This article is part of the supplement: Mathematical Modelling of Influenza
Exploring the effect of biological delays in kinetic models of influenza within a host or cell culture
Department of Physics, Ryerson University, Toronto, ON, M5B 2K3, Canada
BMC Public Health 2011, 11(Suppl 1):S10 doi:10.1186/1471-2458-11-S1-S10Published: 25 February 2011
For a typical influenza infection in vivo, viral titers over time are characterized by 1–2 days of exponential growth followed by an exponential decay. This simple dynamic can be reproduced by a broad range of mathematical models which makes model selection and the extraction of biologically-relevant infection parameters from experimental data difficult.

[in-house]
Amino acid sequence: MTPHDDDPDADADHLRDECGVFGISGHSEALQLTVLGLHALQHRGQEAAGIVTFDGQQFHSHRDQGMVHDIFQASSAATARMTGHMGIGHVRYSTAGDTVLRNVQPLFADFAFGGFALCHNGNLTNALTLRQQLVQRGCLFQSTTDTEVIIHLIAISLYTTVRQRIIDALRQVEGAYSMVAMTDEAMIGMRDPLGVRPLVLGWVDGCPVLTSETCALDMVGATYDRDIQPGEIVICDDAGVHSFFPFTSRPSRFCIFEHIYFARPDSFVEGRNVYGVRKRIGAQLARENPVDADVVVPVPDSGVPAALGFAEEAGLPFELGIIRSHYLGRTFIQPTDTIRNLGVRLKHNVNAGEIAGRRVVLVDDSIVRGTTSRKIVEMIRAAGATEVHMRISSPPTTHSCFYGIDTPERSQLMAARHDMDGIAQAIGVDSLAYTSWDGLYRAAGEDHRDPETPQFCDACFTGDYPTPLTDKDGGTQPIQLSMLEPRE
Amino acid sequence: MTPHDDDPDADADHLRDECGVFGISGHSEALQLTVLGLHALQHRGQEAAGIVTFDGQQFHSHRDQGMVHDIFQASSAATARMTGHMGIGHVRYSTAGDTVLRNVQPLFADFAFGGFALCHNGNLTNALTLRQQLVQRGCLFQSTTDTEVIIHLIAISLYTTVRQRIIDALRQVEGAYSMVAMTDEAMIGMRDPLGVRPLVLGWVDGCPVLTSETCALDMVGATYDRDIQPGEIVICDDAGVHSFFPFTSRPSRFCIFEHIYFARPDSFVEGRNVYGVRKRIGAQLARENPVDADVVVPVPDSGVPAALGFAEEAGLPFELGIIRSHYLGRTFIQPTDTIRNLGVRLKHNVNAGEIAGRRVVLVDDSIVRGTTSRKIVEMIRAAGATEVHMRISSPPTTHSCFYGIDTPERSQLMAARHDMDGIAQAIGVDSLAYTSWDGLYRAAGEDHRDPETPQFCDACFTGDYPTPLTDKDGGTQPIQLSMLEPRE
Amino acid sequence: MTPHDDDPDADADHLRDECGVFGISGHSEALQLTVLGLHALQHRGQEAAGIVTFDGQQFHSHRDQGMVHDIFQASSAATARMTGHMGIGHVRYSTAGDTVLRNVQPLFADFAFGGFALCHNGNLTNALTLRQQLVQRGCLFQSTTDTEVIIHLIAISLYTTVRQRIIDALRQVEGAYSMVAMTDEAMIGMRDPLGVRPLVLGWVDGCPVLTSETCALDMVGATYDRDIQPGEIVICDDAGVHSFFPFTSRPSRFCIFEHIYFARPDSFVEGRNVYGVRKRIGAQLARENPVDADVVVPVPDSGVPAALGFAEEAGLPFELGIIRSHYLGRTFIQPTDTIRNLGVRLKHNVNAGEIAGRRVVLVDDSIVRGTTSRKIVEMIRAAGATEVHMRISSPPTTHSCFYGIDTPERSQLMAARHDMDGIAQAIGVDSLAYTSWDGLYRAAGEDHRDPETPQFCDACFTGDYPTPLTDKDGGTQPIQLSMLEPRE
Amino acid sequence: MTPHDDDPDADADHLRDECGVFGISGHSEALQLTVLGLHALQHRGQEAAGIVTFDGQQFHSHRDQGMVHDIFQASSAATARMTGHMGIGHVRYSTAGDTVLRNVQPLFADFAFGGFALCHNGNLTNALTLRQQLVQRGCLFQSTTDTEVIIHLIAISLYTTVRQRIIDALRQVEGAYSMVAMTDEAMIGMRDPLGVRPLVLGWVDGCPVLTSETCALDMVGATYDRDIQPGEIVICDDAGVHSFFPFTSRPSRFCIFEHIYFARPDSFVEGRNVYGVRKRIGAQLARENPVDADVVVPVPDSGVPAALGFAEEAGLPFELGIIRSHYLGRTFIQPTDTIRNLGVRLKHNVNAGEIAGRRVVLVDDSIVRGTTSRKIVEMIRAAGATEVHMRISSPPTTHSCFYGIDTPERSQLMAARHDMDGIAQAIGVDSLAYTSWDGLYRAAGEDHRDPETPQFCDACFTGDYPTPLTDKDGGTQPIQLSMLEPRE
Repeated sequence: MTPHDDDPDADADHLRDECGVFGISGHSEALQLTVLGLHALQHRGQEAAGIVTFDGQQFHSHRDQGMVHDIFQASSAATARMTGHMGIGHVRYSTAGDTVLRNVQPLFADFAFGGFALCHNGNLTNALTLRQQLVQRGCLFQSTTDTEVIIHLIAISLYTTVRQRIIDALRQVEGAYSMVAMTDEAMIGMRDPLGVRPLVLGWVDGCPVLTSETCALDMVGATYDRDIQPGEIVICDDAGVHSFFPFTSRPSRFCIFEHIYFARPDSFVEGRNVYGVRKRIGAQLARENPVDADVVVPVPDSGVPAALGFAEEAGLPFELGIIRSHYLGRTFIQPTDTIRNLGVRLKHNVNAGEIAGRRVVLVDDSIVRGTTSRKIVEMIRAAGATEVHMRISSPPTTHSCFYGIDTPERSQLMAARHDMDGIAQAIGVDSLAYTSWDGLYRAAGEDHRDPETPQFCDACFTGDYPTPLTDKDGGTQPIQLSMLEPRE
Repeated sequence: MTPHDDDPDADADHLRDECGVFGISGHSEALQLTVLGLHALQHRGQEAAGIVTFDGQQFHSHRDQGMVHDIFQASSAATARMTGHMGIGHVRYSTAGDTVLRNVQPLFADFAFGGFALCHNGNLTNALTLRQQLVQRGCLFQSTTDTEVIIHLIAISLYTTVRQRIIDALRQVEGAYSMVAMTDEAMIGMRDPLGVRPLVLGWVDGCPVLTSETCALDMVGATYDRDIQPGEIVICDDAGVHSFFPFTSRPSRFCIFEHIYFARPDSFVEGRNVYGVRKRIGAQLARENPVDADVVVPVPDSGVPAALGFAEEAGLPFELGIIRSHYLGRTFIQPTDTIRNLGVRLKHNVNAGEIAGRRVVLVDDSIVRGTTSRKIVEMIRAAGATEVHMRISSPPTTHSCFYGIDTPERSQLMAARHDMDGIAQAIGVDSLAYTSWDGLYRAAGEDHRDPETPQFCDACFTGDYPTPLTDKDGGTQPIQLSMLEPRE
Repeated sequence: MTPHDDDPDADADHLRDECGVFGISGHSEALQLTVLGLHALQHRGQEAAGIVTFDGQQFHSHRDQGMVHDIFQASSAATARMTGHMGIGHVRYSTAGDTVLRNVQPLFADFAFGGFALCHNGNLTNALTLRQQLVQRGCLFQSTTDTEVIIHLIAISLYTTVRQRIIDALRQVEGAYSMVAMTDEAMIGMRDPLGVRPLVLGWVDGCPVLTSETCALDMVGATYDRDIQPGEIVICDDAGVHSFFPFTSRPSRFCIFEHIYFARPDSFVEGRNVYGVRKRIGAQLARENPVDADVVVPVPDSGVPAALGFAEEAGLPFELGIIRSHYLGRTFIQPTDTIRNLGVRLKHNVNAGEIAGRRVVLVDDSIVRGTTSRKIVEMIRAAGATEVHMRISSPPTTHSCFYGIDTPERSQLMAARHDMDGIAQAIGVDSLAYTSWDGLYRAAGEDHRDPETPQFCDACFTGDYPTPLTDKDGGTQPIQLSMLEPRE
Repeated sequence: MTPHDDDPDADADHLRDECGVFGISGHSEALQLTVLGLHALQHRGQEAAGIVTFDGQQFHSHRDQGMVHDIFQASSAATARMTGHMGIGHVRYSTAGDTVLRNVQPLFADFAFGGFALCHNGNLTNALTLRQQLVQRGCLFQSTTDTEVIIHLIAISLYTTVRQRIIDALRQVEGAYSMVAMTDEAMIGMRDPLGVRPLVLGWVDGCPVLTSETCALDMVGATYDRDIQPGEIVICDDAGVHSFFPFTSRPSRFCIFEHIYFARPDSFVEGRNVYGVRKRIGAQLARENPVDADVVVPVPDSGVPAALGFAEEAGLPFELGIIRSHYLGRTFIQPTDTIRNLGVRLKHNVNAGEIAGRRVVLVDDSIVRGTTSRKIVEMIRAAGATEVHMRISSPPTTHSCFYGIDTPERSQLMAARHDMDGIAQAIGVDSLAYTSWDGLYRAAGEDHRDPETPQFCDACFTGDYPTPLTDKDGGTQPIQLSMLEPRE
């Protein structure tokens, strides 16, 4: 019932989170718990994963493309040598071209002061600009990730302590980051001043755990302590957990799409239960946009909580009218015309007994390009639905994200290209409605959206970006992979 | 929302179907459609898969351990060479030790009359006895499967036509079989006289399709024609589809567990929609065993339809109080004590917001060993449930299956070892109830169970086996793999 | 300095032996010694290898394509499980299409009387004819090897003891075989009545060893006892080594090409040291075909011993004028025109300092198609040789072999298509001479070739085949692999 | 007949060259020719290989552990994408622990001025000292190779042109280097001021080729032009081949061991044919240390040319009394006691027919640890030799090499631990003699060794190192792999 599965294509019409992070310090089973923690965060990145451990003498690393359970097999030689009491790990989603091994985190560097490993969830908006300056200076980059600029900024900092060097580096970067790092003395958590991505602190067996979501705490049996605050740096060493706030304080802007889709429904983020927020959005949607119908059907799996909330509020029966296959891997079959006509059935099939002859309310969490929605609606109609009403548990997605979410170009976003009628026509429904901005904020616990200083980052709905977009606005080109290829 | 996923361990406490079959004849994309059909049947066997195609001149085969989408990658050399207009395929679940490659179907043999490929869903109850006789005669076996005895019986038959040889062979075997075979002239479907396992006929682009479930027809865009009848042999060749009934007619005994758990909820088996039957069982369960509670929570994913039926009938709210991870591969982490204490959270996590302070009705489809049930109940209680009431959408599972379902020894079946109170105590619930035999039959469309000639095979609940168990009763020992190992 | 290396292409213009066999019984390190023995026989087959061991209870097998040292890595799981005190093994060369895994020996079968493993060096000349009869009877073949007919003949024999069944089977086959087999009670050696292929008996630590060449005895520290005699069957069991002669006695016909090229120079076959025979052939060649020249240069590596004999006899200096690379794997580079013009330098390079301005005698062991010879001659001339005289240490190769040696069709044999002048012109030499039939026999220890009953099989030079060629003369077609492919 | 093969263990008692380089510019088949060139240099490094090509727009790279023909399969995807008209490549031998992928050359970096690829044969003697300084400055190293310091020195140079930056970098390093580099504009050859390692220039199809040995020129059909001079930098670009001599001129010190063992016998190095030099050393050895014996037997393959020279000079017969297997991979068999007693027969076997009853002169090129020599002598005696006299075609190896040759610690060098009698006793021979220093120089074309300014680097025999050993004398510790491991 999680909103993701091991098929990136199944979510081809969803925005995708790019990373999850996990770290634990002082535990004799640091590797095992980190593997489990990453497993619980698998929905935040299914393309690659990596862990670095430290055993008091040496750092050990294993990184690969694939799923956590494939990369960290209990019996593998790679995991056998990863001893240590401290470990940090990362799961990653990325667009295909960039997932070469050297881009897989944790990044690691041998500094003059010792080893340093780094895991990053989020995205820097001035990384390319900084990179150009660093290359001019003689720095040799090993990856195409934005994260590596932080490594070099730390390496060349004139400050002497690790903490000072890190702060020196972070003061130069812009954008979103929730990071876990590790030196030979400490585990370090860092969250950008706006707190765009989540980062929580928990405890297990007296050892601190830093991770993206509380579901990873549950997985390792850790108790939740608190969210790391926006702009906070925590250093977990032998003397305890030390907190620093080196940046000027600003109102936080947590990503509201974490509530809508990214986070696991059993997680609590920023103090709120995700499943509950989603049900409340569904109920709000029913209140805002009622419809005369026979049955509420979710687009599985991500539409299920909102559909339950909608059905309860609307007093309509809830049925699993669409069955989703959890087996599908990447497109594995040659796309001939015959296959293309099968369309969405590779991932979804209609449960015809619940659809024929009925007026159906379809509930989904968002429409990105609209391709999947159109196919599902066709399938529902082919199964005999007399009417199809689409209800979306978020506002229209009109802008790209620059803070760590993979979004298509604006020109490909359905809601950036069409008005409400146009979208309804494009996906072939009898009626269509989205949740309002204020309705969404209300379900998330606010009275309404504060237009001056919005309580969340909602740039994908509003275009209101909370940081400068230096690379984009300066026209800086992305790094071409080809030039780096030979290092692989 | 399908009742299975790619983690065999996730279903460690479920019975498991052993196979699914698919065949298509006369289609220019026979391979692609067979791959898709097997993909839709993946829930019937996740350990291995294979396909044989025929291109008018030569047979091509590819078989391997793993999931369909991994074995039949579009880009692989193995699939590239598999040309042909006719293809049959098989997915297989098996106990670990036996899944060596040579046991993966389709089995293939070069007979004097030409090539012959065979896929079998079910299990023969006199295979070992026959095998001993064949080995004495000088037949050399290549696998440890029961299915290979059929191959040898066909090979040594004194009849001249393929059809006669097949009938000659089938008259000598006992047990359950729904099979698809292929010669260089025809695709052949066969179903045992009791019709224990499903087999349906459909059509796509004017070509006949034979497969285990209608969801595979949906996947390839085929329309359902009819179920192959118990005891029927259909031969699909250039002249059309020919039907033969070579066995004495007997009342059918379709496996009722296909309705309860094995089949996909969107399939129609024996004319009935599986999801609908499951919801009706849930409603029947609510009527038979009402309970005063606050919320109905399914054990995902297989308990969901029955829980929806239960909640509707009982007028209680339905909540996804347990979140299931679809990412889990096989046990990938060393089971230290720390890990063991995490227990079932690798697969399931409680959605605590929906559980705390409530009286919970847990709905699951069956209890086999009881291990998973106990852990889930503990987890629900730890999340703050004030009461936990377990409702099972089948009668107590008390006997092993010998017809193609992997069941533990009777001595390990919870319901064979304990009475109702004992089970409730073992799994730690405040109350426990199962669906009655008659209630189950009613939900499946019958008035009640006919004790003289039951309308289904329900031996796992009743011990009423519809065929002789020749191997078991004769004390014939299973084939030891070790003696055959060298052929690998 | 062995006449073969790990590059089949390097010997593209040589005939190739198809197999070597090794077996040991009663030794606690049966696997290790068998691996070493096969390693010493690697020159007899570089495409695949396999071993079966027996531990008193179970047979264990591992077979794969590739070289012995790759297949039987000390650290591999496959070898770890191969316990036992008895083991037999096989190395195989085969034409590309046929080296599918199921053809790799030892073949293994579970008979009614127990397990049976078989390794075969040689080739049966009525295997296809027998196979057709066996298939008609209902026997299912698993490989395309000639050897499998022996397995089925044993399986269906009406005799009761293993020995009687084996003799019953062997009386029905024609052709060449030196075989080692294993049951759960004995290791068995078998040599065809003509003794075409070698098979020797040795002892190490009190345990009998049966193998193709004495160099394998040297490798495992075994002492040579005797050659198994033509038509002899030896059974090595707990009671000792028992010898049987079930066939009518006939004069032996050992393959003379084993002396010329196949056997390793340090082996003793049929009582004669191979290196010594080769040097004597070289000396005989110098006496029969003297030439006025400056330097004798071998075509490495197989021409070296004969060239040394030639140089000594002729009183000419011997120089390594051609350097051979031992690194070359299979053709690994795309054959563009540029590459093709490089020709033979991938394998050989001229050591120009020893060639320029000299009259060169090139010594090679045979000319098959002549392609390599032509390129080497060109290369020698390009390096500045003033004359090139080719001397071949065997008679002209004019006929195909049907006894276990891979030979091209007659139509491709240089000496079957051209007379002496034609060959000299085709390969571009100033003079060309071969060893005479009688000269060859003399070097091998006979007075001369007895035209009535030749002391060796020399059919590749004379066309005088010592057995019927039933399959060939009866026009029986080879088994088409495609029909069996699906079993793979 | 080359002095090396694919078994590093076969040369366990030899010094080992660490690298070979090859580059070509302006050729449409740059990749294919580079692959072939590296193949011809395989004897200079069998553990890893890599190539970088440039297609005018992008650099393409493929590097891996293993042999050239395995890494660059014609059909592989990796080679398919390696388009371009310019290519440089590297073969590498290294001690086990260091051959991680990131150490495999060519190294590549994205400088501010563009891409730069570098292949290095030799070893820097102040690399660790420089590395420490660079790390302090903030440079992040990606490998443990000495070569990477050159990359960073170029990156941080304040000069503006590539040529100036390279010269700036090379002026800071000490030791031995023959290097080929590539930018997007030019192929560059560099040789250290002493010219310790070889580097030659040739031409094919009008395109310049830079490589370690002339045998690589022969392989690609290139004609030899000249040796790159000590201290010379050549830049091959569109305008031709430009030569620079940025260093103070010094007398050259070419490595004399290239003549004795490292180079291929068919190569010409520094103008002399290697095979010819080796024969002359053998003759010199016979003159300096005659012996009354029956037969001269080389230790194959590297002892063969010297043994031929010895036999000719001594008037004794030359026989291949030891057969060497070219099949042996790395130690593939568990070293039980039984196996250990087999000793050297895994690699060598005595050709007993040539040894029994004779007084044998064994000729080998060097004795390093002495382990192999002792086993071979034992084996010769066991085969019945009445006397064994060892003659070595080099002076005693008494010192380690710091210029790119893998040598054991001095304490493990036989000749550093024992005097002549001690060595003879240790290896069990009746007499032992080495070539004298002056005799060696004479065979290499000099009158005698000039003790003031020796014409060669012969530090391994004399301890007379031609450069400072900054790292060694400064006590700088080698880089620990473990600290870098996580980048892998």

We analyze in vitro experimental data from the literature, specifically that of single-cycle viral yield experiments, to narrow the range of realistic models of infection. In particular, we demonstrate the viability of using a normal or lognormal distribution for the time a cell spends in a given infection state (e.g., the time spent by a newly infected cell in the latent state before it begins to produce virus), while exposing the shortcomings of ordinary differential equation models which implicitly utilize exponential distributions and delay-differential equation models with fixed-length delays.
By fitting published viral titer data from challenge experiments in human volunteers, we show that alternative models can lead to different estimates of the key infection parameters.